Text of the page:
Additionally, pre-operational swabbing and inspection for daily cleaning verified those cleaning locations. A master copy of equipment that was cleaned daily (down to knives, knife dips, etc) double as both an equipment checklist and the swab list.

 

What we called a "Master Cleaning" or "Master Sanitation" was then used for anything that was cleaned Less Than Daily. (Overhead fans, ceiling lights, etc) and anything that was on a cleaning rotation (numbered forklifts, auxillary rooms, locker rooms, etc). This list had each department (Live Hang, Picking Room, Evisceration, Chiller Room, Paw Room) listed and any and every possible piece of equipment or structure in that room that would need cleaning. Frequency of cleaning was agreed upon by the food safety team and was changed as we felt the need. This could be as often or as infrequent as you would like. Weekly, monthly, and quarterly are fairly common. The person who was responsible for ensuring each item on the Master Cleaning form was cleaned at the appropriate frequency would initial each week/month/quarter that it was done. 

 

Any equipment, utensil, transportation device, disposal equipment, or structure was included either on the pre-operational list or on the master cleaning list.

 

Each quarter, I, as the FSQA Manager, would verify the effectiveness of the Master Cleaning Schedule, the cleanliness of each area/item on the schedule, and that every item was on the list that needed to be.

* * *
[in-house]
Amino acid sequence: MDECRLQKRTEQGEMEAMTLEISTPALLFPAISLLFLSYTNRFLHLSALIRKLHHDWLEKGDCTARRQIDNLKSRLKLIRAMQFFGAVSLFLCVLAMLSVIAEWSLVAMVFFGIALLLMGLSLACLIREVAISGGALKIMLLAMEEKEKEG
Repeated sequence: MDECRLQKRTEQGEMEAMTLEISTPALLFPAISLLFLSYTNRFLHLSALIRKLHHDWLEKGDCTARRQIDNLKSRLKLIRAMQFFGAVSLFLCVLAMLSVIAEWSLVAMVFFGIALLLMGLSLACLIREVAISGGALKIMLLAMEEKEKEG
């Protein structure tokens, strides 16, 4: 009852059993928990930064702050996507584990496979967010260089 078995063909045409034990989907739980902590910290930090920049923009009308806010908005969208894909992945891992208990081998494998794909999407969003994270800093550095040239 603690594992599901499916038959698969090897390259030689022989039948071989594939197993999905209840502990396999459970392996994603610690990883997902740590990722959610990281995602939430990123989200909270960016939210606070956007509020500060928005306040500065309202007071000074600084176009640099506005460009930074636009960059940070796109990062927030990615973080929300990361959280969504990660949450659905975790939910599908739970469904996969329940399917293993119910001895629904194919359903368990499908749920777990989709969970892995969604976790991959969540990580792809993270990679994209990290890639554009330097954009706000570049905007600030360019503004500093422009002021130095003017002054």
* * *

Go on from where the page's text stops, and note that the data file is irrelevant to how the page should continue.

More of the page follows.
That may be very wordy, and may not be at all what you're looking for. 

 

Items that were often missed - Carts used to move QA/QC testing tools around, carts used to transport tubs, inspector seats and arm guards, floor grates, handwashing sinks, doors, maintenance shop corners.



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#5 khaterinaf

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Posted 22 March 2016 - 05:50 AM

Hi Khaterina,

 

Is any particular FS Standard involved ? eg SQF, etc

 

PS - welcome to the Forum ! :welcome:

Yes, we use FSA from any brand in indonesia...

Could you help us? thanks for your attention...



#6 khaterinaf

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Posted 22 March 2016 - 09:04 AM

At my former life in poultry processing, we used a similar method to.

 

I'm not sure if you have contract sanitation or if your company performs sanitation. There should be SOP's regarding cleaning procedures of equipment, the chemicals that will be used, how they will be used, and at what concentrations. People do this in many different ways. Some have a single form with What (Equipment), How (cleaning procedure), When (frequency), Who (Responsible person), and with what chemicals, at what concentration.

 

I've found it more manageable, and easier for employees performing the job, to have a cleaning manual for the sanitors. For pieces of equipment (stunners, scalders, kill blade, openers, etc), there was a picture of the equipment AND and indication as to the location for the E-stop and lockout points. On the same sheet, or the opposite sheet, the cleaning procedure was listed. This allowed training on each piece of equipment for new sanitors to be very easy, and met that part of the master sanitation schedule.